The Great Decolorizer

As a student radical in the late sixties, Ed Blum fought for affirmative action. Now, as a middle- aged neocon, he wants to destroy it.

In 1980, Blum met and married the former Lark Pollack, and they bought a house next door to Stone and his wife. The couples became fast friends.

Stone introduced Blum to Commentary magazine, full of the writings of former liberals who moved first to the center and then to the right. "At that point, my politics were still center-left but moving," remembers Blum. "The effect of that magazine moved me further and further to the right and engaged me again in public-policy debate. Engaged me so much I started subscribing to more conservative magazines."

Ed Blum, once a leftist student activist, had been reborn as a Republican investment broker.

Eventually, the Blums moved from Braeburn Valley to an apartment on Bissonnet, inside the Loop. They found themselves part of the 18th Congressional District. Years before, the 18th had been designed to elect a black woman, Barbara Jordan, to Congress. In 1990, it was still considered one of the most liberal districts in Texas.

Even so, when Blum voted that year, he was stunned to find that the Republican Party had not fielded an opponent for incumbent Craig Washington. "That pissed me off," recalls Blum.

On a number of foreign-aid votes, Washington had taken positions that struck Blum as anti-Israel. "Then comes the votes on the supercollider, the space station, and the wacky votes, the Ron Paul-type votes," says Blum. "And then no votes, like, 'I'm not here today.' A lot of these wacky things got on my nerves."

Blum called the county Republican Party headquarters to ask whether anyone intended to run against Washington in '92. Then-county party chair Sherry Johnson tried to explain the facts of political life: Since a Republican was unlikely to win the seat, party leadership didn't want a serious candidate to challenge Washington, lest the competition energize Washington's supporters. "What happens countywide?" asked Johnson rhetorically. "Our county judge, our district judges have a harder time. So leave him alone."

Blum stewed on that advice and rejected it. He filed for the primary, and was shocked to find that a pharmacist from M.D. Anderson Hospital, C.L. Kennedy, had also entered the race as a Republican. The two became companions on the lonely election circuit. "Business is not so great when you're in a primary running against Craig Washington," laughs Blum. "People asked, 'Who is this fool?'" Blum beat Kennedy, then faced Washington in November.

True to Johnson's prediction, Washington roused himself for the campaign and appeared in three debates against Blum, who had little money but found himself with a passel of almost fanatical volunteers. The most memorable moment of the campaign came during a debate before the Heights Chamber of Commerce, when Washington put his head down and pretended to sleep during Blum's closing statement. "That is just quintessential Craig," says Blum.

The campaign put Blum's political theories to the test. First, he block-walked the white precincts of the 18th District, "where you could say, 'I'm running against Craig Washington,' and you're a hero. I could have been a skinhead, and it wouldn't have mattered."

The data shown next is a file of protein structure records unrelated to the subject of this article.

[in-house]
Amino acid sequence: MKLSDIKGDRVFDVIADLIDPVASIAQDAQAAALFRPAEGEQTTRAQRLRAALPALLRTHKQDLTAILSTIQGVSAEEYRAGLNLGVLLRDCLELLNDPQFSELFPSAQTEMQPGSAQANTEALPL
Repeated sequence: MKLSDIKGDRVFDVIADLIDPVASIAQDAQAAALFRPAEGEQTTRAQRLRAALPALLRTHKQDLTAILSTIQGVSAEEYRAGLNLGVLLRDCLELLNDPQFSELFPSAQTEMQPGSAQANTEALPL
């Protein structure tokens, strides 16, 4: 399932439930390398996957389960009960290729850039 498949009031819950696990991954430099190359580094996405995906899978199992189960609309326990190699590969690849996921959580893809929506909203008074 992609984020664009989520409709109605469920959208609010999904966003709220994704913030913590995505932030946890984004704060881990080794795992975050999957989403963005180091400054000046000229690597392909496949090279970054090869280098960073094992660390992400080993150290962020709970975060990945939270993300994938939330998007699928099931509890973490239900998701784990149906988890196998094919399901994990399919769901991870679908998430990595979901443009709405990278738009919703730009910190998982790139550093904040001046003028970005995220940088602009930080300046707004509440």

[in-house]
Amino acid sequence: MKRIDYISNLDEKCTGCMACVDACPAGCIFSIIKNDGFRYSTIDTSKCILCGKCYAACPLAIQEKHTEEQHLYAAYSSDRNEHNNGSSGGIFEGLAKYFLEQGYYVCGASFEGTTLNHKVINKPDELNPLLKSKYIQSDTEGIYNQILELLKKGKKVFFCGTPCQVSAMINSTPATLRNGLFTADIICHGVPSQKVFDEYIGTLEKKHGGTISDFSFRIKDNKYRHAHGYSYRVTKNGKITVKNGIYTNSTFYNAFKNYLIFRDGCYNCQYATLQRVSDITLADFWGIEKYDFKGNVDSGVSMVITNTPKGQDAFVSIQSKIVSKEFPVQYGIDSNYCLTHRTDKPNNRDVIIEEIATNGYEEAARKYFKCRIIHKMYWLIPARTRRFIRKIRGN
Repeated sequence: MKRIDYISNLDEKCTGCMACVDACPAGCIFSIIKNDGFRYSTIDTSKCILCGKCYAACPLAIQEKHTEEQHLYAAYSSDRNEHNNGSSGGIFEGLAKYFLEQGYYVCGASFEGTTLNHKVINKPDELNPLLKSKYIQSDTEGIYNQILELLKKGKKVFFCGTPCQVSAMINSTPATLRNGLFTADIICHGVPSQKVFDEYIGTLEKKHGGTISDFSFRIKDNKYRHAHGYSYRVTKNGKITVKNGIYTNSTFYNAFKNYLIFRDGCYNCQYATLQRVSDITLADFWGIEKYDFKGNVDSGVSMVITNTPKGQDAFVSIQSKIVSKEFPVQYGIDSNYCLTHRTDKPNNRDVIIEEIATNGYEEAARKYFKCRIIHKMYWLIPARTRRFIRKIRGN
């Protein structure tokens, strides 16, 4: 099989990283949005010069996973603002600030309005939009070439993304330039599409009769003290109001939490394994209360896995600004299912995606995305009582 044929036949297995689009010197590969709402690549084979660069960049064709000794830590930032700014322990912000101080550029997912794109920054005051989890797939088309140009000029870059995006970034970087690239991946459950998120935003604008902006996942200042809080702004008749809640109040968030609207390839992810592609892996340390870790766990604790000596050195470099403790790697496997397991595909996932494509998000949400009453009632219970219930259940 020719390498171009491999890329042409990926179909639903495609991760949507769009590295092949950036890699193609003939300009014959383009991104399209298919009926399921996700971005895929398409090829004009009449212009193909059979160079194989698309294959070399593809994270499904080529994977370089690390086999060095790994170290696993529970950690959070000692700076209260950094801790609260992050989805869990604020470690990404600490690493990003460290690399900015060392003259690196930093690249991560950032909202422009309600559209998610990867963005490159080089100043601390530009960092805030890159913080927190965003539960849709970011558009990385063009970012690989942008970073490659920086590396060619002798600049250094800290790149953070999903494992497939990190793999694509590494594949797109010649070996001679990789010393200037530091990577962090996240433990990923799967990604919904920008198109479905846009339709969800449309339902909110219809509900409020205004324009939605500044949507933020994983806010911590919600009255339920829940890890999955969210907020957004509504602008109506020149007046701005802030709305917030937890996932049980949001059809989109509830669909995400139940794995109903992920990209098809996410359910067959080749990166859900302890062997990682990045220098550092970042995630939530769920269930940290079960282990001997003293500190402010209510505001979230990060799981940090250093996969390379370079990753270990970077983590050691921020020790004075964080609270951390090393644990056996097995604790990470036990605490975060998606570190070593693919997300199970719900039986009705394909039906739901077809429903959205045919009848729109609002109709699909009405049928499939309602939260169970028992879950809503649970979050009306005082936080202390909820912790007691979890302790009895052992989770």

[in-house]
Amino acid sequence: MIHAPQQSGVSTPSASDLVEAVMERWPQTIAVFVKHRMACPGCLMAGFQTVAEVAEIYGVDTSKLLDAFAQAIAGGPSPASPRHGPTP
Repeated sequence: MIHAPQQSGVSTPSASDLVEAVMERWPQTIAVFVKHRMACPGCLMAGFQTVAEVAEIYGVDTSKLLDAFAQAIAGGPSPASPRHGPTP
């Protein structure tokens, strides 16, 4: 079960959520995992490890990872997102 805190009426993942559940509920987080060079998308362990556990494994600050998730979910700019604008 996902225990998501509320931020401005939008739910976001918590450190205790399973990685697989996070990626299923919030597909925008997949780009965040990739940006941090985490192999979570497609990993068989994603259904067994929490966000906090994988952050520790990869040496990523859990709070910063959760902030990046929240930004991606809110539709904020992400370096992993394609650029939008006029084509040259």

Blum was less prepared to handle black neighborhoods. "You knock on a door, and a 38-year-old woman opens it with a baby on her hip," he remembers. "You introduce yourself as Edward Blum running for congress, and she asks you what you can do to help her grandbaby. I was speechless. I had no idea what to say to her. Probably mumbled some cliche or aphorism and went on to the next door."

As expected, Washington won easily. Blum decided that if he were to change America, it wouldn't be as an elected official.

During the campaign, Blum noticed with increasing frustration the difficulty of campaigning in a district that had been designed by computers to enhance black voting strength at the expense of neighborhood unity. Even armed with maps and lists of registered voters, Blum and his volunteers struggled to determine which houses were in the 18th District and which weren't. "We weren't confused once or twice," Blum says. "We were confused hourly."

Blocks with identical dwellings and income levels were separated strictly on the basis of race. Blum was offended: He believed American political representation should be based on geography, not race.

A few months after the election, a New York Times article reminded Blum of the problem. He read that the Supreme Court had found that a winding, snake-shaped district drawn by North Carolina to elect a black representative might harm voter interest; the court had sent the case back to the state for trial. The article, says Blum, was "the big event, the thing that said, 'Here's your calling, are you going to grab it?'" He figured that the North Carolina district was no more gerrymandered than the 18th.

He considered a lawsuit, and invited over for dinner some political friends he'd made during the campaign. The party included lawyers Doug Marcum and Stephen Katsurinis, insurance salesman Al Vera and businessmen Ed Chen and Bill Calhoun. "We had Ninfa's fajitas, drank tons of beer and wine and talked about this," Blum remembers. Assignments were handed out. Marcum studied case precedents, and Katsurinis got the precinct maps. When the group reassembled a few weeks later, they decided they had grounds for a suit.

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